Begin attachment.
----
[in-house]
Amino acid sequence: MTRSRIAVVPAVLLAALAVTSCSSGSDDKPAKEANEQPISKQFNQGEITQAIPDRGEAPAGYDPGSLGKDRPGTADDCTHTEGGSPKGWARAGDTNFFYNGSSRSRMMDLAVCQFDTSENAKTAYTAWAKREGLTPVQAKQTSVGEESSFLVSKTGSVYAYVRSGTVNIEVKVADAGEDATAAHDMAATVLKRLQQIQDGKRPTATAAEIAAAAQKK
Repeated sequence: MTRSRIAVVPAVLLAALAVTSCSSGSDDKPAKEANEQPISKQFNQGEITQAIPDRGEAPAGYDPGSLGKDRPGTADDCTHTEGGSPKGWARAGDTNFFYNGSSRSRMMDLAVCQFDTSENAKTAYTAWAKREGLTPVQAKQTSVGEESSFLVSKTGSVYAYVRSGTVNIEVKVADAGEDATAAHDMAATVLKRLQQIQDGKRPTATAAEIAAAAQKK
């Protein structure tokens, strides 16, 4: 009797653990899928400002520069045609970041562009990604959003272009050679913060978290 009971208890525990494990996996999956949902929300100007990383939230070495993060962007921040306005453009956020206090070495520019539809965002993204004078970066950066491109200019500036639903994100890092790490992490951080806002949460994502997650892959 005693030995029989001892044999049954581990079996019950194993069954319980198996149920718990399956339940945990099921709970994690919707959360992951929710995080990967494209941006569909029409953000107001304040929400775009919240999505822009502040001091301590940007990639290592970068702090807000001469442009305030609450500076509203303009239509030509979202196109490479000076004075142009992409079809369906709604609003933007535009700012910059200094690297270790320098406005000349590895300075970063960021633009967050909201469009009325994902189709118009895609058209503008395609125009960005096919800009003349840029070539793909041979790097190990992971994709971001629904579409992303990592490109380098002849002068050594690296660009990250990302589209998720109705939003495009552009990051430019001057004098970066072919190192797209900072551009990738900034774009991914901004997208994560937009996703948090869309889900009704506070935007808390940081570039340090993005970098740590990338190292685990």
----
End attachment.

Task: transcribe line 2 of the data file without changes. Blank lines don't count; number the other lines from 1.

Amino acid sequence: MTRSRIAVVPAVLLAALAVTSCSSGSDDKPAKEANEQPISKQFNQGEITQAIPDRGEAPAGYDPGSLGKDRPGTADDCTHTEGGSPKGWARAGDTNFFYNGSSRSRMMDLAVCQFDTSENAKTAYTAWAKREGLTPVQAKQTSVGEESSFLVSKTGSVYAYVRSGTVNIEVKVADAGEDATAAHDMAATVLKRLQQIQDGKRPTATAAEIAAAAQKK